Monday, November 23, 2015

In Support of Thanksgiving...

It's the new thing- bash everything, everyone. Every holiday. Every person's opinion. Even the facts. Sometimes I feel that people are so miserable and scared (maybe selfish) that they won't be happy unless they make others unhappy. Take the whipping of Thanksgiving.

Okay, we know the Thanksgiving story we've been told is the Hollywood/Disney version: forget or hide the bad stuff, show only the shiny parts. We all know the Native Americans were treated atrociously, that they suffered at the hands of the European settlers (so remember that, Europeans, when you bash us- you had a hand in the atrocities). But it's not all death and horror like some would have you believe.

Here's the true history of Thanksgiving ( ) So put aside your preconceived, misguided or political notions for the truth. I'm going boil it down to generalities:

In his journal, Edward Winslow wrote in the fall of 1621 that: "...many Indians coming amongst us...their King Massasoit with 90 men, whom for three days we entertained and feasted." Besides the feasting, there were games of skill between the men. The Native Americans returned the favor, bringing five deer for the feast.

The custom of celebrating the harvest, which was popular across cultures and nations in Europe for centuries, was neglected for many years--the horrific intervening wars with the Indians taking its toll on that population.

In 1777, the Continental Congress declared a National Day of Thanksgiving to celebrate the colonial victories at Saratoga, and although it did not become a law, various states and towns celebrated a harvest festival. In 1789, President George Washington also called for a national day of Thanksgiving, but it was not a federal holiday.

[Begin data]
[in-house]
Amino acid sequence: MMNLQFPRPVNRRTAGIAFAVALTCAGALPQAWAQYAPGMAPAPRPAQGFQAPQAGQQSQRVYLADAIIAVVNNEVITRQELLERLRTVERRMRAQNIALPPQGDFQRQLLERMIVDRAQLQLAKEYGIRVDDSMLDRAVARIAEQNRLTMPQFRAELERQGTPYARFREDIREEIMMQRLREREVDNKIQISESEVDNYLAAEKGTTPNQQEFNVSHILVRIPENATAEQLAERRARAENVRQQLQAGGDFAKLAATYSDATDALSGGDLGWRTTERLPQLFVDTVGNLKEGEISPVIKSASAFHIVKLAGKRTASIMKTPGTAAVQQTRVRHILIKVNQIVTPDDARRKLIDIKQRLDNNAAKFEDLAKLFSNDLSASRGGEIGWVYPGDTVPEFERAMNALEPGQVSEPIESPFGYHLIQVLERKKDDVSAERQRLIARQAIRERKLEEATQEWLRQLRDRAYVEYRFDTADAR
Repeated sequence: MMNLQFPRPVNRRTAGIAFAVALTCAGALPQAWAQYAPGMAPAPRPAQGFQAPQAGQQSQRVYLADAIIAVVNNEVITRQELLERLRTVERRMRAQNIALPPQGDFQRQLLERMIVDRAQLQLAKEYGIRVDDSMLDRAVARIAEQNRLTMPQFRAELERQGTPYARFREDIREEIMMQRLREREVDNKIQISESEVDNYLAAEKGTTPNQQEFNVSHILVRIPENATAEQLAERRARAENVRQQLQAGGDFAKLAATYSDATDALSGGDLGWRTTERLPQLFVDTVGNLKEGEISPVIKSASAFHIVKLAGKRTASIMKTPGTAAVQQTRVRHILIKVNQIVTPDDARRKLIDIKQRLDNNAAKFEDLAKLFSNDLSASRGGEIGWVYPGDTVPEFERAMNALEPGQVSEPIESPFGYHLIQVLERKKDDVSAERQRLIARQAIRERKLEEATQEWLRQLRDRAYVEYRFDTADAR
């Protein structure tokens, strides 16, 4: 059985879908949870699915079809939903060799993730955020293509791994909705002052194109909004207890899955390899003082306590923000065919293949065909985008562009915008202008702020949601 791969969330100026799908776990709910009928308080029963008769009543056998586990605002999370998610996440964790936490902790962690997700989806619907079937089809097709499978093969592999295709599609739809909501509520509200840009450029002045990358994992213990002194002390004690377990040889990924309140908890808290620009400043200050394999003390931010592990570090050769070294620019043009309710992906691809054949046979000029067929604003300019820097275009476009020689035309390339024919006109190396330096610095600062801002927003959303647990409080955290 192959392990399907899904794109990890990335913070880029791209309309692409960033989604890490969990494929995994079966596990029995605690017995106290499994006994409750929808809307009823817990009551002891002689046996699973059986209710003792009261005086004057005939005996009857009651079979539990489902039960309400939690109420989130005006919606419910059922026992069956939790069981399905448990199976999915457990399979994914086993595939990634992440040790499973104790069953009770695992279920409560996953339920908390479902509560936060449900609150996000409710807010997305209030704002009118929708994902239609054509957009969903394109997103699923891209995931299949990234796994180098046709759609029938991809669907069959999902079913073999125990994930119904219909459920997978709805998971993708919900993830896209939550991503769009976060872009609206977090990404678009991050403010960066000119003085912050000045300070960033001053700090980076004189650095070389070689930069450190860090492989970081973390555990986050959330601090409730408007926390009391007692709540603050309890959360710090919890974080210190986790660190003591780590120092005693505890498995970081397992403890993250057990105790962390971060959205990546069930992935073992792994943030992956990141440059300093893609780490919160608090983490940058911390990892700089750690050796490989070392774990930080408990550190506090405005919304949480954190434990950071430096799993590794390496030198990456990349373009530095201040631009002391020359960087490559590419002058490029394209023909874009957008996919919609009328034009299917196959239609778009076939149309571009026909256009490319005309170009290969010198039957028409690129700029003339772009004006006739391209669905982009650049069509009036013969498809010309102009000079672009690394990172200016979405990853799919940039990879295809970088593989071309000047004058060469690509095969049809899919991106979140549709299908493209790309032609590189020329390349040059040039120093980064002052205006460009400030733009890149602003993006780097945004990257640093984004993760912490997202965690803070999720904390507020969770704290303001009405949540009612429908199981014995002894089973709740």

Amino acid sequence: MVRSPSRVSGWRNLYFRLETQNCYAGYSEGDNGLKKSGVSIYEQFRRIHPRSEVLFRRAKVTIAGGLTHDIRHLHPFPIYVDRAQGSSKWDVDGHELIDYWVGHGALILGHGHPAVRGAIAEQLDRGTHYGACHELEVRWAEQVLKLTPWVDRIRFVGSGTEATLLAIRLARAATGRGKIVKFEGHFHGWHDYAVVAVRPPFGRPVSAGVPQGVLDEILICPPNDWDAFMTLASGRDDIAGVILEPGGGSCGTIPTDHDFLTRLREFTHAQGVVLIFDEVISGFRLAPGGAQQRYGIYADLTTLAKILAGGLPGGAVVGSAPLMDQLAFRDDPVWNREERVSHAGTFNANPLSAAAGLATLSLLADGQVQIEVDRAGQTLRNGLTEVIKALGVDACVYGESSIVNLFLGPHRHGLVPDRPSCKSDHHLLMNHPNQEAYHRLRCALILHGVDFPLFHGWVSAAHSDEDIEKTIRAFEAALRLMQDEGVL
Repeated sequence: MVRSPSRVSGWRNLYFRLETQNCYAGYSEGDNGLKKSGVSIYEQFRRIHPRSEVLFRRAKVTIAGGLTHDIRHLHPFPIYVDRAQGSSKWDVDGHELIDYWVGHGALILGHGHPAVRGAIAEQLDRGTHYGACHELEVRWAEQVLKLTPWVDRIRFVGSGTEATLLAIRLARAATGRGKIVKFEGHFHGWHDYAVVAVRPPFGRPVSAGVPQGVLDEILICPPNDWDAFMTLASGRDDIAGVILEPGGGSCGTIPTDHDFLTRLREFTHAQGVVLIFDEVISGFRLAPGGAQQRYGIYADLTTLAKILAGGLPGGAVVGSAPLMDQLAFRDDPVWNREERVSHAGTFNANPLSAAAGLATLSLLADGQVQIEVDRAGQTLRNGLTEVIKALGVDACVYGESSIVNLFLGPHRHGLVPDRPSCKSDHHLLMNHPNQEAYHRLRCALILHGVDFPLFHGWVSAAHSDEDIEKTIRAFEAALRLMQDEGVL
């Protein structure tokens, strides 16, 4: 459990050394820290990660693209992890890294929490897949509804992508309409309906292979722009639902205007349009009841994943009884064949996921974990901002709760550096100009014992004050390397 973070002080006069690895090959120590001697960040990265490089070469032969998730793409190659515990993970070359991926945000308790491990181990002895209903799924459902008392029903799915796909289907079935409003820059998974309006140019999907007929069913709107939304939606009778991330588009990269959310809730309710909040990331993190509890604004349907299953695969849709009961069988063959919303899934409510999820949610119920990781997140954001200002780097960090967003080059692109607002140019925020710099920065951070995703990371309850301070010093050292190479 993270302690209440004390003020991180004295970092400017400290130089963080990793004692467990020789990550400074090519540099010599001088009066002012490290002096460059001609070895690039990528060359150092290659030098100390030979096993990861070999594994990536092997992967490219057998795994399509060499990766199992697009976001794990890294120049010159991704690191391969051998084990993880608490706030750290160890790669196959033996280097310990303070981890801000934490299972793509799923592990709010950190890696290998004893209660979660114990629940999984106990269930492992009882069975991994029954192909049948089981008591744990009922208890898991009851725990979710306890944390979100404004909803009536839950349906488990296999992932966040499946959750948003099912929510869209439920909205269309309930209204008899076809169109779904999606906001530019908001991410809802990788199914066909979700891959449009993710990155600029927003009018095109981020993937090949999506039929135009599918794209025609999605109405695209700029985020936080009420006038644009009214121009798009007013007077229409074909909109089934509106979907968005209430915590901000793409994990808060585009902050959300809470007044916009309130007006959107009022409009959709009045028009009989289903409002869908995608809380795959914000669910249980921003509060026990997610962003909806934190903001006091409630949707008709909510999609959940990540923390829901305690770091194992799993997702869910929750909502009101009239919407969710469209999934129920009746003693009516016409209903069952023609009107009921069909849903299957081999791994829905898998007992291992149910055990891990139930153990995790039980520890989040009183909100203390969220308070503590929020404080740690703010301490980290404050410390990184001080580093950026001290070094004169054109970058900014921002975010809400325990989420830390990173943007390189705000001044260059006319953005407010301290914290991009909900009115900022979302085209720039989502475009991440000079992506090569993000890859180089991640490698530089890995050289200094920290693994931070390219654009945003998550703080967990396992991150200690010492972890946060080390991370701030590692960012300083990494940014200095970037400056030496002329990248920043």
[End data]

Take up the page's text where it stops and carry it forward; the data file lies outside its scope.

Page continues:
In the mid 19th century, Sara Josepha Hale, a magazine editor (and author of Mary Had a Little Lamb) started a 30 year letter writing campaign to have a national day of Thanksgiving recognized when the United States balanced on the edge of civil war. In her magazine, she published recipes for pumpkin pie, turkey, and stuffing.

In 1863, President Abraham Lincoln decreed, after the Battle of Gettysburg, that the fourth Thursday in November would henceforth be a national and federal holiday to give thanks.

The parade and football traditions arrived in 1924.

It's not all massacres and death (although tragically, that happened in the years following the first feast and continued for so long).

Maybe instead of trashing the holiday completely, how about we focus on the friendship, generosity, goodwill, cooperation, and thankfulness that was present in 1621. Let's be grateful for bounty- and share it more generously than we have with those who want. Let's be grateful for our freedoms and strive to give others the same, and thank those who help us keep it. Let's be grateful for the time we're given and spend it more wisely, more compassionately, more in forgiving. Let's be grateful for family, friends and loved ones. Let's all sit down at the table of humanity and earn the title of  'human.'

Being thankful will make us all happy.

Wishing you a bountiful, happy, sharing, Thanksgiving.


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